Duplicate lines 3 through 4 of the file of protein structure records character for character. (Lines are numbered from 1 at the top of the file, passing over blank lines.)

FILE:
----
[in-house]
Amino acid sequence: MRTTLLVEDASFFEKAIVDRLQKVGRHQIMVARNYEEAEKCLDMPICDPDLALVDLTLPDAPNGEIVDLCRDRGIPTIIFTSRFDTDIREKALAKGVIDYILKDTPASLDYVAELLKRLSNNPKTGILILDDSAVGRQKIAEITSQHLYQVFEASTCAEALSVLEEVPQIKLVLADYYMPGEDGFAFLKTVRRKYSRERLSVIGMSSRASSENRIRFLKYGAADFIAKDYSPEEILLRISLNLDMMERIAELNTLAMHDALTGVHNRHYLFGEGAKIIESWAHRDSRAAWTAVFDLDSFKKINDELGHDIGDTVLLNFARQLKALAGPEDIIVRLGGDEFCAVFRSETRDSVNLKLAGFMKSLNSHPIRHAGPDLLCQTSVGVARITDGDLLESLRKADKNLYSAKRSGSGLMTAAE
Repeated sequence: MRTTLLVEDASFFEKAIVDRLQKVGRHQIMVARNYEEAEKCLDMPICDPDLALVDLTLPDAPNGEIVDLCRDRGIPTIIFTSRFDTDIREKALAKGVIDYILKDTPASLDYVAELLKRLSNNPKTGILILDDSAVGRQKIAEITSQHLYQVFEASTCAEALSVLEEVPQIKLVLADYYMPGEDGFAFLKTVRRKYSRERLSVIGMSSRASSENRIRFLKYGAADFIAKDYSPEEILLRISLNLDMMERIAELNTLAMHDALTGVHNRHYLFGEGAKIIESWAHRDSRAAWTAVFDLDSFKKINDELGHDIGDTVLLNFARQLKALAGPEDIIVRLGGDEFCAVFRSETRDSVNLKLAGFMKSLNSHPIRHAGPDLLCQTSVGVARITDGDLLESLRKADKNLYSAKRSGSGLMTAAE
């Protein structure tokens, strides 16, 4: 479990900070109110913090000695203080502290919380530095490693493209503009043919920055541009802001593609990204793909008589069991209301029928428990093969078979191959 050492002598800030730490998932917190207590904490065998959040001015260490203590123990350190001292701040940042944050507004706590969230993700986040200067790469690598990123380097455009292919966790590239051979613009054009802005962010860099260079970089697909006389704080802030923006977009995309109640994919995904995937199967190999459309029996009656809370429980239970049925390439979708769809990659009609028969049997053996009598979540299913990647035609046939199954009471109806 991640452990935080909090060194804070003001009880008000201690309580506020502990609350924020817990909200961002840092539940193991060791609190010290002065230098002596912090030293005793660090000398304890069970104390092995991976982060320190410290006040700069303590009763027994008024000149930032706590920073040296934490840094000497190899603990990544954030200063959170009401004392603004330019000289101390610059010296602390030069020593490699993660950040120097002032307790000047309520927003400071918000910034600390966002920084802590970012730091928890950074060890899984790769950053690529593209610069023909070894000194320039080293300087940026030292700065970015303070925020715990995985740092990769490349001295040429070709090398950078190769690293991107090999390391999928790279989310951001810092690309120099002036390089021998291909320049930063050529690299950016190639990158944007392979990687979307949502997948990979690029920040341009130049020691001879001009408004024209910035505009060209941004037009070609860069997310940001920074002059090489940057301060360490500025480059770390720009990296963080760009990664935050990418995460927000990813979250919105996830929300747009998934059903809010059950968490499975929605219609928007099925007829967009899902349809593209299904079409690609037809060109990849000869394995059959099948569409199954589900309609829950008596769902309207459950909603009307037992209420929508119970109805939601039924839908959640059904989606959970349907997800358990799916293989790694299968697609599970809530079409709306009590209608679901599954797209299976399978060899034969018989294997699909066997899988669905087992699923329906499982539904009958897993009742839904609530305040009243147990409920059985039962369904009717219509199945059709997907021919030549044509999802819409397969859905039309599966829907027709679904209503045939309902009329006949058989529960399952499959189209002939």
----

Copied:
Repeated sequence: MRTTLLVEDASFFEKAIVDRLQKVGRHQIMVARNYEEAEKCLDMPICDPDLALVDLTLPDAPNGEIVDLCRDRGIPTIIFTSRFDTDIREKALAKGVIDYILKDTPASLDYVAELLKRLSNNPKTGILILDDSAVGRQKIAEITSQHLYQVFEASTCAEALSVLEEVPQIKLVLADYYMPGEDGFAFLKTVRRKYSRERLSVIGMSSRASSENRIRFLKYGAADFIAKDYSPEEILLRISLNLDMMERIAELNTLAMHDALTGVHNRHYLFGEGAKIIESWAHRDSRAAWTAVFDLDSFKKINDELGHDIGDTVLLNFARQLKALAGPEDIIVRLGGDEFCAVFRSETRDSVNLKLAGFMKSLNSHPIRHAGPDLLCQTSVGVARITDGDLLESLRKADKNLYSAKRSGSGLMTAAE
């Protein structure tokens, strides 16, 4: 479990900070109110913090000695203080502290919380530095490693493209503009043919920055541009802001593609990204793909008589069991209301029928428990093969078979191959 050492002598800030730490998932917190207590904490065998959040001015260490203590123990350190001292701040940042944050507004706590969230993700986040200067790469690598990123380097455009292919966790590239051979613009054009802005962010860099260079970089697909006389704080802030923006977009995309109640994919995904995937199967190999459309029996009656809370429980239970049925390439979708769809990659009609028969049997053996009598979540299913990647035609046939199954009471109806 991640452990935080909090060194804070003001009880008000201690309580506020502990609350924020817990909200961002840092539940193991060791609190010290002065230098002596912090030293005793660090000398304890069970104390092995991976982060320190410290006040700069303590009763027994008024000149930032706590920073040296934490840094000497190899603990990544954030200063959170009401004392603004330019000289101390610059010296602390030069020593490699993660950040120097002032307790000047309520927003400071918000910034600390966002920084802590970012730091928890950074060890899984790769950053690529593209610069023909070894000194320039080293300087940026030292700065970015303070925020715990995985740092990769490349001295040429070709090398950078190769690293991107090999390391999928790279989310951001810092690309120099002036390089021998291909320049930063050529690299950016190639990158944007392979990687979307949502997948990979690029920040341009130049020691001879001009408004024209910035505009060209941004037009070609860069997310940001920074002059090489940057301060360490500025480059770390720009990296963080760009990664935050990418995460927000990813979250919105996830929300747009998934059903809010059950968490499975929605219609928007099925007829967009899902349809593209299904079409690609037809060109990849000869394995059959099948569409199954589900309609829950008596769902309207459950909603009307037992209420929508119970109805939601039924839908959640059904989606959970349907997800358990799916293989790694299968697609599970809530079409709306009590209608679901599954797209299976399978060899034969018989294997699909066997899988669905087992699923329906499982539904009958897993009742839904609530305040009243147990409920059985039962369904009717219509199945059709997907021919030549044509999802819409397969859905039309599966829907027709679904209503045939309902009329006949058989529960399952499959189209002939």